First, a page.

Alternative to Setu channel: Marine Economic Zones

via S.Kalyanaraman published on December 24, 2007

Swadeshi fishermen cooperatives network to improve marine peoples’ livelihood

It is suggested that the Setu Channel project should be given up. Instead a Marine Economic Zone should be announced for the Tamilnadu/Kerala coasts.Total value of marine products exported during 2006-7 was Rs. 8,363.53 crores.

About 25% of this foreign exchange earning, or over Rs. 2,000 crores foreign exchange is earned by exports from five districts north and south of Rama Setu: Nagapattinam, Thiruvarur, Pudukottai, Ramanathapuram, Thuthukudi, Kanyakumari. This Marine Economic Zone supports the livelihood of over 20 lakh people dependent upon sustainable development of these marine products.
There is potential to increase this to Rs. 10,000 crores per annum. A working Group constituted by Ministry of Agriculture in August 1990 had revaildated the fishery resource potential of Indian EEZ at 3.9 million tonnes of which 2.21 million tonnes are within a region of depth upto 50 mtrs. It is found that the resource within 50 mtrs.depth regions is at present exploited to the optimum level. The resource potential beyound 50 mtrs. is estimated at 1.69 million tonnes. Some of the commercially important resources uder exploitated beyond 50 mtrs. depth regions are tuna(2.09 lakhs tonnes), Tunnies (2.42 lakh tonnes), Ribbon fish (2.16 lakh tonnes), Perches(1.25 lakh tonnes), Cat fish (0.63 lakhs tonnes) etc.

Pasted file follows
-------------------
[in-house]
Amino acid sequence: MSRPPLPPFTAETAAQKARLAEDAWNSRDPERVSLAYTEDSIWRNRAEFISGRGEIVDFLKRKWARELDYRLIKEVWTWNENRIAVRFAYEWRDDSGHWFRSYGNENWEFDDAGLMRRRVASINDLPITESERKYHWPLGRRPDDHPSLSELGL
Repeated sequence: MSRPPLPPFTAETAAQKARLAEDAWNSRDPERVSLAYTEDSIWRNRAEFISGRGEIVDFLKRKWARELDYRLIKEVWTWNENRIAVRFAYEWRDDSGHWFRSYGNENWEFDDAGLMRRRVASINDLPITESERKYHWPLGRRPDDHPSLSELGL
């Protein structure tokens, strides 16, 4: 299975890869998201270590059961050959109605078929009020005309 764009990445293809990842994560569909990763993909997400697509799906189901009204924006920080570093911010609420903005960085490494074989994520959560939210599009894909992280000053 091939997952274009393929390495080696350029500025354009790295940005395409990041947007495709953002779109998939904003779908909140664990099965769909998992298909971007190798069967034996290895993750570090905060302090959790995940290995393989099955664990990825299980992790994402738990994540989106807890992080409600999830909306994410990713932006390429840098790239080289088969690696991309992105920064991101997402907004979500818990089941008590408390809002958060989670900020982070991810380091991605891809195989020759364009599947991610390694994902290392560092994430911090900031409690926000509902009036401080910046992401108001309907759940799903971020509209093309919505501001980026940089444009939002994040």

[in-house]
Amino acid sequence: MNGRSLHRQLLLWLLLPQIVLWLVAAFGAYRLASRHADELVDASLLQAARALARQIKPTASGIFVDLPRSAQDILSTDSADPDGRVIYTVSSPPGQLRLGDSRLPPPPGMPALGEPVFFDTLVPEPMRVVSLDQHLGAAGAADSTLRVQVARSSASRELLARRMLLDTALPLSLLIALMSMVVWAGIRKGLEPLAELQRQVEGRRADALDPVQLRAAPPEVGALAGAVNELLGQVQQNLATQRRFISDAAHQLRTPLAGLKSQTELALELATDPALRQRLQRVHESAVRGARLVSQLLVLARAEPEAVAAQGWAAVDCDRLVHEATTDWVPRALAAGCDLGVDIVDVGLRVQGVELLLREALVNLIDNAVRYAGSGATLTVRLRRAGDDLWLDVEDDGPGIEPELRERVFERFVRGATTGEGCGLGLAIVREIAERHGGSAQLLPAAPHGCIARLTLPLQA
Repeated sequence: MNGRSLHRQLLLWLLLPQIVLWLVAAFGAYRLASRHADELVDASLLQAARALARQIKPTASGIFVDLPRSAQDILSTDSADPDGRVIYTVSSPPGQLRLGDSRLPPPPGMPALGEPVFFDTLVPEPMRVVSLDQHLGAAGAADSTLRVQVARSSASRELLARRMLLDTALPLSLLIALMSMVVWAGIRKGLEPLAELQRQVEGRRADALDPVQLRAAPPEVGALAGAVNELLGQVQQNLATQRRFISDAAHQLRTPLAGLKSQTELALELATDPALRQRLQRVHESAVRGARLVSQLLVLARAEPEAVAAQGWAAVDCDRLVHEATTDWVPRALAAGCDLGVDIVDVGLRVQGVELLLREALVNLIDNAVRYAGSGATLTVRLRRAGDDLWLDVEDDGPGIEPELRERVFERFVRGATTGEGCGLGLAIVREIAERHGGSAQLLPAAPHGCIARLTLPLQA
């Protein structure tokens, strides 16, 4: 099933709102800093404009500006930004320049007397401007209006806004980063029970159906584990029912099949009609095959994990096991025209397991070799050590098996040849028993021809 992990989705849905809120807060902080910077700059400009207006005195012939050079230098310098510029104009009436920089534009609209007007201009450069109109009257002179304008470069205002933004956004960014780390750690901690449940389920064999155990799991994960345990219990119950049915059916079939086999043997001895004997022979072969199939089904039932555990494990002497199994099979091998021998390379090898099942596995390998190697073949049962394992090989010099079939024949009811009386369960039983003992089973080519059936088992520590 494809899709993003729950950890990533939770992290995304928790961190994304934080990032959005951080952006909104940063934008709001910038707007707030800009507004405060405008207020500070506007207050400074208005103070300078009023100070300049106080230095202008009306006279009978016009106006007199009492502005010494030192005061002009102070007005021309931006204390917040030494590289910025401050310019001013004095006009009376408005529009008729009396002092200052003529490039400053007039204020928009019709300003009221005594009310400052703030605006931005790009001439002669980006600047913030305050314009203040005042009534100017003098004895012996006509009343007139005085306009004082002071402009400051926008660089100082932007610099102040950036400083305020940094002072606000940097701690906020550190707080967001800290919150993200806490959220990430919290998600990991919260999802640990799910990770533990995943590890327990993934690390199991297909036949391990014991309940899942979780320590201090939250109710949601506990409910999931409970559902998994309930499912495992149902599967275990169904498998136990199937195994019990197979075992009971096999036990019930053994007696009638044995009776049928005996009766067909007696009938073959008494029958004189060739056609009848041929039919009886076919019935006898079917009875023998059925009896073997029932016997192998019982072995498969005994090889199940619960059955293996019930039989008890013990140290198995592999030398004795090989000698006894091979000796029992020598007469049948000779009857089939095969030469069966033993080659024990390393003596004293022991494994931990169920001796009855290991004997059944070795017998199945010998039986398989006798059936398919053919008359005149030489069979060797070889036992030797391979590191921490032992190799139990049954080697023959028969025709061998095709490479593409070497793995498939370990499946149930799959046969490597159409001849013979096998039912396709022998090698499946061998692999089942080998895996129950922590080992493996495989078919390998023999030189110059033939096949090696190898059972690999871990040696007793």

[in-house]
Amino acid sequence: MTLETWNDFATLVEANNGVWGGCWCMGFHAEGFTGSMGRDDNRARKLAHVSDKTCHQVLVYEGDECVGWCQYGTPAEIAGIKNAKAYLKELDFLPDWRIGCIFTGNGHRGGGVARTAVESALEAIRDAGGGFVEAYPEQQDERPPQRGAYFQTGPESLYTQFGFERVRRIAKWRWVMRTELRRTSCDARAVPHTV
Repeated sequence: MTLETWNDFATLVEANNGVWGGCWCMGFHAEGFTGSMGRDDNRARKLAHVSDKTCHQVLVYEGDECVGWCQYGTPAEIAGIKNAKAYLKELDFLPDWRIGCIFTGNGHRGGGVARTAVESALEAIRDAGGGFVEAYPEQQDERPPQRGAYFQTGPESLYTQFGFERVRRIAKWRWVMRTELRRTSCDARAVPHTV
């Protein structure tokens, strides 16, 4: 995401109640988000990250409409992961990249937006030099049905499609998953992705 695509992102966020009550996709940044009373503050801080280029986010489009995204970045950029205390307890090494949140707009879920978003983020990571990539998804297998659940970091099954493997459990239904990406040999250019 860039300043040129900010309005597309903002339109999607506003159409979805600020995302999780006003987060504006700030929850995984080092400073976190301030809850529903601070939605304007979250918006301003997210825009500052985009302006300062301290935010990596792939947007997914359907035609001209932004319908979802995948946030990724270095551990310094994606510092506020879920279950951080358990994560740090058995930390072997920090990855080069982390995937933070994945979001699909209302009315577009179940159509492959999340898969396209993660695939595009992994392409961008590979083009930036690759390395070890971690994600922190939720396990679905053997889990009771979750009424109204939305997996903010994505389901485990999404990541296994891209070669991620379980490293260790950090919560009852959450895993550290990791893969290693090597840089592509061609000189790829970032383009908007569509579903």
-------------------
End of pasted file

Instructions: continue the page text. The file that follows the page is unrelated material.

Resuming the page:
Pamban gap already exists (with a cantilever bridge) to link Gulf of Mannar and Palkbay for fishing vessels to navigate between Kochi/Kanyakumari and Nagapattinam/Cuddalore and beyond. Small vessels with 11 ft. draught can use this channel for navigation and to carry marine products and catches of fish-landings.

Fish landings have increased almost five-fold in the last 40 years since 1963 according to the statistics. If these increased landings are effectively harnessed through Marine Economic Zones along the long coastline of Bharatam, a veritable revolution can be achieved contributing to abhyudayam of coastal people and contribute to the nation’s development.

Marine Economic Zone on either side of Rama Setu coast will, thus, be an effective alternative to the project disaster, the Setu channel project.

Nature magazine in its issue of 6 Sept. 2007 has reported that another tsunami is likely to occur along the sundaplate thrust, a tsunami which will be more devastating than the 26 Dec. 2004 tsunami, putting at risk 6 to 7 crore people along the Bharatam coastline from Bay of Bengal through Palkbay/Gulf of Mannar to the Kerala coast.

It is our responsibility to start preparing for coping with such an unprecended natural disaster that has been warned by the scientists. All projects along the coastline should be subjected to safety review immediately.

What is a Marine Economic Zone?

Objective of MEZ is to generate marine economic activity and employment.

MEZ will trigger a flow of domestic investment in infrastructure and productive capacity.